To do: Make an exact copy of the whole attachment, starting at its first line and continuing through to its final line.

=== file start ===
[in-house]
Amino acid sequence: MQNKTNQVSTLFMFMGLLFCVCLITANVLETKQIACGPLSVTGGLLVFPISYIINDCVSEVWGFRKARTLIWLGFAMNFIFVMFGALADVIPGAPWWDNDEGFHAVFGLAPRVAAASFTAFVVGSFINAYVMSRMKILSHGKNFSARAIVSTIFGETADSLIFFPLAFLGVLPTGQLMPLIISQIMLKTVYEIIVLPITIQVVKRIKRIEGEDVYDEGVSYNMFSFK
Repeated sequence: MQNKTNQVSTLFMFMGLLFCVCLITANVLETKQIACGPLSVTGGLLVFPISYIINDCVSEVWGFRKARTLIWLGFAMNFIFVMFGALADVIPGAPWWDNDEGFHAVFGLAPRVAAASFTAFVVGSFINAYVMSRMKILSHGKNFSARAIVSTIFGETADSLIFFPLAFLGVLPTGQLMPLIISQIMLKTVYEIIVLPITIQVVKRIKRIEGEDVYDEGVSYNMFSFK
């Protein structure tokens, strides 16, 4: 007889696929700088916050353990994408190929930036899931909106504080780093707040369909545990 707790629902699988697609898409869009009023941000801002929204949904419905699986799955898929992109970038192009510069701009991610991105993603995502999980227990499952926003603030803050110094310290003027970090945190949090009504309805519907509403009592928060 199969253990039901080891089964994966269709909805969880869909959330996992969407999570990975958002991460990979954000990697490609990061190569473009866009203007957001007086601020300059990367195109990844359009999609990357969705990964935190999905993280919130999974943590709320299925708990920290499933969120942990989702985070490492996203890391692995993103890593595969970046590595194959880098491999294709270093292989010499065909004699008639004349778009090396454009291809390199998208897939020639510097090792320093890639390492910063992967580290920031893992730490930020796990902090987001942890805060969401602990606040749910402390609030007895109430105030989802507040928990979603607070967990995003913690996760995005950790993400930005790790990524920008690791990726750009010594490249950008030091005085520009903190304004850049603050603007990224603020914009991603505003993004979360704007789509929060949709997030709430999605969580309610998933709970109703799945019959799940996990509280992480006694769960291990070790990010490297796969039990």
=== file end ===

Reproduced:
[in-house]
Amino acid sequence: MQNKTNQVSTLFMFMGLLFCVCLITANVLETKQIACGPLSVTGGLLVFPISYIINDCVSEVWGFRKARTLIWLGFAMNFIFVMFGALADVIPGAPWWDNDEGFHAVFGLAPRVAAASFTAFVVGSFINAYVMSRMKILSHGKNFSARAIVSTIFGETADSLIFFPLAFLGVLPTGQLMPLIISQIMLKTVYEIIVLPITIQVVKRIKRIEGEDVYDEGVSYNMFSFK
Repeated sequence: MQNKTNQVSTLFMFMGLLFCVCLITANVLETKQIACGPLSVTGGLLVFPISYIINDCVSEVWGFRKARTLIWLGFAMNFIFVMFGALADVIPGAPWWDNDEGFHAVFGLAPRVAAASFTAFVVGSFINAYVMSRMKILSHGKNFSARAIVSTIFGETADSLIFFPLAFLGVLPTGQLMPLIISQIMLKTVYEIIVLPITIQVVKRIKRIEGEDVYDEGVSYNMFSFK
């Protein structure tokens, strides 16, 4: 007889696929700088916050353990994408190929930036899931909106504080780093707040369909545990 707790629902699988697609898409869009009023941000801002929204949904419905699986799955898929992109970038192009510069701009991610991105993603995502999980227990499952926003603030803050110094310290003027970090945190949090009504309805519907509403009592928060 199969253990039901080891089964994966269709909805969880869909959330996992969407999570990975958002991460990979954000990697490609990061190569473009866009203007957001007086601020300059990367195109990844359009999609990357969705990964935190999905993280919130999974943590709320299925708990920290499933969120942990989702985070490492996203890391692995993103890593595969970046590595194959880098491999294709270093292989010499065909004699008639004349778009090396454009291809390199998208897939020639510097090792320093890639390492910063992967580290920031893992730490930020796990902090987001942890805060969401602990606040749910402390609030007895109430105030989802507040928990979603607070967990995003913690996760995005950790993400930005790790990524920008690791990726750009010594490249950008030091005085520009903190304004850049603050603007990224603020914009991603505003993004979360704007789509929060949709997030709430999605969580309610998933709970109703799945019959799940996990509280992480006694769960291990070790990010490297796969039990």